Friday, July 18, 2008
“Jesus said, ‘The kingdom of heaven is like a treasure buried in a field, which a person finds and hides again, and out of joy goes and sells all he has and buys that field.’” (Matthew 13:44)
“SOUL-SURFING” – July 27, 2008
Seventeenth Sunday in Ordinary Time
Fr. Robert deLeon, CSC
Almost a year ago now, the Associated Press reported the amazing story of an elderly woman in Zurich, Switzerland who became virtually invisible to the most sophisticated surveillance equipment:
“An 85-year-old woman was found in the vault of a Swiss bank when she set off motion detectors hours after the bank was already closed. Employees at the [bank] apparently forgot about the woman. The director of the bank's safe allowed the woman into the vault on Monday before closing it punctually at 4:30 PM with the woman still deep in study of her documents. She remained so still that she initially failed to activate either the motion detector or the attached camera. She was freed from the room four hours after the vault was closed.” (Associated Press, August 9, 2006)
Entombed with a treasure, that’s what she was! And while no harm came to the woman, the story of her imprisonment within a bank vault full of loot does cause us to reflect on our relationship to our own material treasure, whatever it may be. While few of us possess the wealth of a Swiss bank vault, we all have personal treasures that we hold fast to our hearts. And while there’s surely nothing wrong with that, we do risk finding ourselves in the same position as that 85 year-old Swiss woman, locked away with our treasure in a suffocating vault. Indeed, treasured possessions are dangerous things; they have the potential to kill us.
It seems to me that the particular challenge for us middle-class Americans is to possess without being possessed. We live and work in a culture ever more reliant on “things” that enable us to move from day to day, from here to there, from one task to another. Realistically, one cannot live without those hordes of “things” that in a former day were thought superfluous but today are simply essential. We possess lots of stuff. God save us, though, from being possessed, held prisoner by all those “things” that make life work. God save us from being entombed by our treasures!
In the gospel passage we hear today, Jesus invites us to dig for treasure, to look beyond those many “things” that make life comfortable, to discover our truest treasure. “Jesus said, ‘The kingdom of heaven is like a treasure buried in a field, which a person finds and hides again, and out of joy goes and sells all he has and buys that field.’” (Matthew 13:44) Now, while heaven is something to which we can only now aspire, so it is with the recognition of true treasure. Because we are frail mortals, our vision is imperfect, and what may seem a treasure is really just glittering bauble. True treasure, as Jesus reminds us, is often right at our feet, buried under the ordinariness of our daily lives. Yet we continue to look far and wide for that which is so very near!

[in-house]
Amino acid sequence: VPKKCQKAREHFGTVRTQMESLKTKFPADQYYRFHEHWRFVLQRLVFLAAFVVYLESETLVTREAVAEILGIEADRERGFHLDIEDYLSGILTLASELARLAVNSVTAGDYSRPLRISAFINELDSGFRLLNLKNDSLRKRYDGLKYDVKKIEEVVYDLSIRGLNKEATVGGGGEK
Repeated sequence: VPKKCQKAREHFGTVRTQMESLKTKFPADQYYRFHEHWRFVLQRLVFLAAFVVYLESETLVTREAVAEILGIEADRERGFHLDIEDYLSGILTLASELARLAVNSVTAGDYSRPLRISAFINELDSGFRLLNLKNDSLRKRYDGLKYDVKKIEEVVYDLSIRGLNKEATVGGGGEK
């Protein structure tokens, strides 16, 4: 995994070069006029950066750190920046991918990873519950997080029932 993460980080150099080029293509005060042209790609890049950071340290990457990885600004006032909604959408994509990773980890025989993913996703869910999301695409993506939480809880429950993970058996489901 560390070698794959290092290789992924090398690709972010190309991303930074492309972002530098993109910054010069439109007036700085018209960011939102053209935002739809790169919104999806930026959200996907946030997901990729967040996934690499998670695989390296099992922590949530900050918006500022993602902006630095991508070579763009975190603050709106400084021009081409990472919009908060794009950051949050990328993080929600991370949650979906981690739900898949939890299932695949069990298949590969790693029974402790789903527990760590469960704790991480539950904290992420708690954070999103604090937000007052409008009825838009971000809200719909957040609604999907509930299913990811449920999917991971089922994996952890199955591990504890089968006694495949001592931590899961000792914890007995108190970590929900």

I recall trying to teach this very lesson to high school freshmen when, over thirty years ago, I engaged my students in a classroom discussion of a poem by Stephen Crane. Entitled “A Man Saw a Ball of Gold,” the poet aims at the same conclusion as does Jesus in today’s gospel passage:
“A man saw a ball of gold in the sky; // He climbed for it, // And eventually he achieved it -- // It was clay.
“Now this is the strange part: // When the man went to the earth // And looked again, // Lo, there was the ball of gold. // Now this is the strange part: // It was a ball of gold. // Aye, by the heavens, it was a ball of gold.” (Stephen Crane, 1871-1900)
While I don’t know if those long-ago freshmen could appreciate the lesson the poem offered, Stephen Crane bidding them look for treasure already unknowingly possessed, I pray my former students, now middle-aged adults, find the message in today’s gospel passage. And if even that should escape them, perhaps a story recently reported by the Catholic News Service caught their eye, redirecting their vision toward life’s illusive true treasures:
“An unsolicited comment from a high school girl kept one of the most popular [contemporary] hymns, ‘I Am the Bread of Life,’ from meeting an untimely fate. Mercy Sister Suzanne Toolan, who composed the song, said she had been asked to write a song for an event in the Archdiocese of San Francisco and was writing on deadline. At the Catholic girls' high school in California where she was teaching in 1966, Sister Suzanne used an unoccupied room next to the school infirmary to finish what became ‘I Am the Bread of Life.’ ‘I worked on it, and I tore it up. I thought, “This will not do.” And this little girl came out of the infirmary and said, “What was that? That was beautiful!” I went right back and Scotch-taped it up.’ The rest, as they say, is history.” (Catholic News Service)
Indeed, what has become part of the treasury of contemporary Catholic liturgical music was once consigned to the trash bin by its composer. But for the keen vision of a teenage girl resting in the school infirmary, a hymn now sung in Christian churches of all denominations around the world would have been disposed of as worthless.
This day Jesus bids us look deep into the ordinariness of our lives for the truest treasure. He invites our vision toward the very dust beneath our feet, where, with some kicking and scraping, we might discover what’s been there all along – faith: anchor for our earthly life and the promise of heavenly life in a day to come.
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